Russia Putin

Russian President Vladimir Putin congratulates Russian Orthodox Church Patriarch Kirill on the 13th anniversary of his enthronement in Moscow, Russia, in February. Alexei Nikolsky, Sputnik, Kremlin Pool Photo via Associated Press

Wearing crisp, olive-green robes and a towering, white head covering embroidered with the somber face of Jesus, Patriarch Kirill, the head of the Russian Orthodox Church, addressed the faithful from an ornate 10,000-seat cathedral in Moscow.

For weeks, religious leaders around the globe had been begging the bearded patriarch to speak out against the Russian invasion of Ukraine. But in weekly sermons that air live on Russian TV, Kirill, 75, has done just the opposite, painting the war as an apocalyptic battle against evil forces that have sought to destroy the God-given unity of Holy Russia.

The day before Russians marched on Ukraine, he congratulated Russian soldiers as defenders of the fatherland and said they “cannot have any doubt that they have chosen a very correct path in their lives.” Less than two weeks after the invasion began, he described the conflict as having “metaphysical significance” and warned his flock that the price of admission to the happy world of Western consumption and freedom was as simple as it was terrible: to agree to hold gay pride parades.

“We are talking about something different and much more important than politics,” he said. “We are talking about human salvation.”

Last week, the patriarch said it was “God’s truth” that the people of Russia, Ukraine and Belarus share a common spiritual and national heritage and should be united as one people — a direct echo of Russian President Vladimir Putin’s defense of the war.

“Someone must pray for our united people,” Kirill said, holding a gilded staff symbolizing his role as spiritual shepherd of the more than 90 million members of his church. “Someone must defend God’s truth that we are really one people.”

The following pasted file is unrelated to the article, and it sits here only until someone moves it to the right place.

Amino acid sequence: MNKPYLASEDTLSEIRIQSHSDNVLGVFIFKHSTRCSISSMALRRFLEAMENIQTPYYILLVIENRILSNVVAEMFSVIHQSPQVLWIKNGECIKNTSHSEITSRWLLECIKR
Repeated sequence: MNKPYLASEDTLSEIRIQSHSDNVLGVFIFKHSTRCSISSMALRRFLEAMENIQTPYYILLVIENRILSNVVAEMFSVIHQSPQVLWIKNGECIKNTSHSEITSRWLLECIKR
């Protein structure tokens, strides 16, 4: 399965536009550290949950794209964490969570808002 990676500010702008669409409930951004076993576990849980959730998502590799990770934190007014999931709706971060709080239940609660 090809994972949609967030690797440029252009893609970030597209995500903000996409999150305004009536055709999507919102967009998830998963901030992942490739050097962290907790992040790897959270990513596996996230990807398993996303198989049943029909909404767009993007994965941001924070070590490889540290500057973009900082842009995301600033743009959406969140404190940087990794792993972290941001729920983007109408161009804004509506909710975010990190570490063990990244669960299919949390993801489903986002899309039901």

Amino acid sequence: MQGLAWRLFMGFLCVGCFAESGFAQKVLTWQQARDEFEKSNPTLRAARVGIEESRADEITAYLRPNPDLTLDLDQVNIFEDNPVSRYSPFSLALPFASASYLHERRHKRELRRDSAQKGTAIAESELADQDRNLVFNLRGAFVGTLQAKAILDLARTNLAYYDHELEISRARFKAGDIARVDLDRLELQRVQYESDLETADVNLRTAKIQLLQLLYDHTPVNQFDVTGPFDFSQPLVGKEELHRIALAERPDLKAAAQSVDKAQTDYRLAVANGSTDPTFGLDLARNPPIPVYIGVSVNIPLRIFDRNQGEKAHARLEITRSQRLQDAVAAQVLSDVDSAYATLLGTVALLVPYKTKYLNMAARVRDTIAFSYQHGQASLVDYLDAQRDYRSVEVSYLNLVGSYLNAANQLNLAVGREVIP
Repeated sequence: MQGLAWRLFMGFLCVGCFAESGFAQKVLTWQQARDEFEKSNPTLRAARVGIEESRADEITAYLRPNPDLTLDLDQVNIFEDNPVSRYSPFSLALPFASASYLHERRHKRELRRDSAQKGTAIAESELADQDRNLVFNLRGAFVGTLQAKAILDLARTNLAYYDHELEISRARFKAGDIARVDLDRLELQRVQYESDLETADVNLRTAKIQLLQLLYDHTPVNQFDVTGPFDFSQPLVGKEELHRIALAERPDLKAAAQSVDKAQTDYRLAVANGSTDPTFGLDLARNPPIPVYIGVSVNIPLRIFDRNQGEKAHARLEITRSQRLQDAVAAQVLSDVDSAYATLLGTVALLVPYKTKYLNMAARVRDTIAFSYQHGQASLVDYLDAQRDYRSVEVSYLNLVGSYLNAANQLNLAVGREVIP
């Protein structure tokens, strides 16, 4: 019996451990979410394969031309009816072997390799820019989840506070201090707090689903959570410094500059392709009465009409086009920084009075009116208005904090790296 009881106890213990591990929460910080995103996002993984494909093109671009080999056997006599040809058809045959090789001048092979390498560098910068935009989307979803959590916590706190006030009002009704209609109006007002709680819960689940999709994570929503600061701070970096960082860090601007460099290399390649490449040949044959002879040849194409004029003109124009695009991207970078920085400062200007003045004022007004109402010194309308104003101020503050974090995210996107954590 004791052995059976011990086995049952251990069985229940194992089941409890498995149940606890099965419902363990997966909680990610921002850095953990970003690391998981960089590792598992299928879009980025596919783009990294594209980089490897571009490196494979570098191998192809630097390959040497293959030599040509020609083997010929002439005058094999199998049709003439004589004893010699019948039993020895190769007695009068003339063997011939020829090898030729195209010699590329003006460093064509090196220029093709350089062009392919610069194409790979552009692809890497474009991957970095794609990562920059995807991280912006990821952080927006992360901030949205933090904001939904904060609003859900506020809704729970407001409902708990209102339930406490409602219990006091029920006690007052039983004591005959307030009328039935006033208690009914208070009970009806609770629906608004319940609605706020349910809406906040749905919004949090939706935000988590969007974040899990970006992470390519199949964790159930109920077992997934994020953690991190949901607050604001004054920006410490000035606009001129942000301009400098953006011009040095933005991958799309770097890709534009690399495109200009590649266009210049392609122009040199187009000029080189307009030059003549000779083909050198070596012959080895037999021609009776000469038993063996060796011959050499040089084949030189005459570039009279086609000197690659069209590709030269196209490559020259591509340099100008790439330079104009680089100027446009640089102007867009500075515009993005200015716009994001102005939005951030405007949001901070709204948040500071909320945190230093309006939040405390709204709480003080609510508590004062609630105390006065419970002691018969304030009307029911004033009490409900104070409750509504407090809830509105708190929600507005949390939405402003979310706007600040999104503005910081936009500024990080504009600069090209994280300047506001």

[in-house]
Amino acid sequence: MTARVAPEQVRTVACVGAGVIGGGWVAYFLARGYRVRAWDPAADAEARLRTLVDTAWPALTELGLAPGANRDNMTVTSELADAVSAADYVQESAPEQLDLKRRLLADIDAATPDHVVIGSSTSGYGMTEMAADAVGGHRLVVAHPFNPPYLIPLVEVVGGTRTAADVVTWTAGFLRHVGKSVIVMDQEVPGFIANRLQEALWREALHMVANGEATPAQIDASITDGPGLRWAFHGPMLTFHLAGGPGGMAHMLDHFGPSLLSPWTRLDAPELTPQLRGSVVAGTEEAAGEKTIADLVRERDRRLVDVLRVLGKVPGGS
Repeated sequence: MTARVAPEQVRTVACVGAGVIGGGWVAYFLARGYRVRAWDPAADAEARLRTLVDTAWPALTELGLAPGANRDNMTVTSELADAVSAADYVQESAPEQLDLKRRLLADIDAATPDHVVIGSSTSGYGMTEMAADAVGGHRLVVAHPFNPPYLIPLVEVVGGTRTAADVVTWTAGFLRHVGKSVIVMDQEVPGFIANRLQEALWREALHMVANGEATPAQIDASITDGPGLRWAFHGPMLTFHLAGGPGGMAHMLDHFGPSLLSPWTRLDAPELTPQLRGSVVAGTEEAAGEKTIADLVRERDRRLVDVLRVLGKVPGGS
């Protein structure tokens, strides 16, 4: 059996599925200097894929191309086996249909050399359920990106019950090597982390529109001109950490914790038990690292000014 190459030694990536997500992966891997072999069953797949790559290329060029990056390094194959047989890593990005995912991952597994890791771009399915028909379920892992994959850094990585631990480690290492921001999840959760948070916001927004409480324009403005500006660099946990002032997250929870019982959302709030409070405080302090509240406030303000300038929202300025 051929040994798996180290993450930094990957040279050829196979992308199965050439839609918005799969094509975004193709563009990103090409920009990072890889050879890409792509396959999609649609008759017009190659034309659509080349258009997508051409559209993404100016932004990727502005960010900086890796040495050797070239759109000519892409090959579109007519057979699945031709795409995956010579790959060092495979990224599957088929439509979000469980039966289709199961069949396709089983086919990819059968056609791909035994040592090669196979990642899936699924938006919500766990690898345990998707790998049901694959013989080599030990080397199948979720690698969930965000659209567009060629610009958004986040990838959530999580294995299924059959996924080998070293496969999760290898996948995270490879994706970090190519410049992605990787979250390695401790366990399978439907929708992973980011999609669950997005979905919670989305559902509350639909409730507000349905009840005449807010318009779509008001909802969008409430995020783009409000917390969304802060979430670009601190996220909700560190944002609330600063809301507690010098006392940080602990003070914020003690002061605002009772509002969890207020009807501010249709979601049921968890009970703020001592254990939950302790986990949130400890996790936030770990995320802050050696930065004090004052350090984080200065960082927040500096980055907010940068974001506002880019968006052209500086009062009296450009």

The same day, Ukrainian authorities accused Russian forces of bombing an art school where more than 400 people had sought shelter.

In a country where more than 71 percent of people identify as Russian Orthodox, Kirill is a powerful religious and political figure who has consistently refused to acknowledge the destruction, dislocation and growing death toll of the war in his frequent public statements.

“He lives in a parallel universe,” said UC Riverside professor Georg Michels, who specializes in Russian and Ukrainian history. “He describes the current situation in Ukraine as Russians defending against a foreign invasion, not as Ukrainians fighting for democracy, and their lives, against a Russian autocracy.”

Experts say Kirill is a complex figure in Russian politics: smart, charismatic and an ambitious operator. He rose in the ranks of the Russian Orthodox Church during the Soviet period — when the communist government viewed religion as an archaic relic of oppression — and was the first patriarch of the Russian Orthodox Church to meet with a Catholic pope in nearly 1,000 years. He is also rumored to have been associated with the KGB, the former Soviet Union’s main security apparatus.

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Pope Francis, left, embraces Russian Orthodox Patriarch Kirill after signing a joint declaration on religious unity in Havana, Cuba on Feb. 12, 2016. Gregorio Borgia/Associated Press

“To be fair, to become a church leader in the Soviet Union and get anything done at the time, you had to be affiliated with the KGB,” Michels said.

Kirill set off a scandal a few years after becoming patriarch when he was photographed wearing a $30,000 watch that was subsequently photoshopped out of an official image put out by the church. (A reflection of the watch remains visible in the picture.)


He and Putin have long been close allies. Kirill once described the first 12 years of Putin’s rule as “a miracle of God.” Putin has said that Kirill’s father, who worked as a priest in Leningrad (now St. Petersburg), baptized him in secret in 1952. The two men frequently appear in public together: at Easter services, visiting monasteries and traveling to pilgrimage sites.

In recent years, Putin has increasingly highlighted his own religiosity: wearing a silver cross around his neck, kissing icons and famously immersing himself in the freezing waters of a lake in front of television cameras. The icy dip was a brazen display of manhood and an Orthodox Christian ritual to mark the Feast of the Epiphany.

But whether this represents a true spiritual awakening by Putin, or political theater, is hard to say.

“He sees religion as helping to give Russians a proud identity,” said John P. Burgess, professor of theology at Pittsburgh Theological Seminary and author of “Holy Rus’: The Rebirth of Orthodoxy in the New Russia.” “When Putin makes pilgrimages to the major Orthodox Russian sites and encourages restoring them, he’s saying, ‘This is something we can be proud of; this is beautiful and historic.'”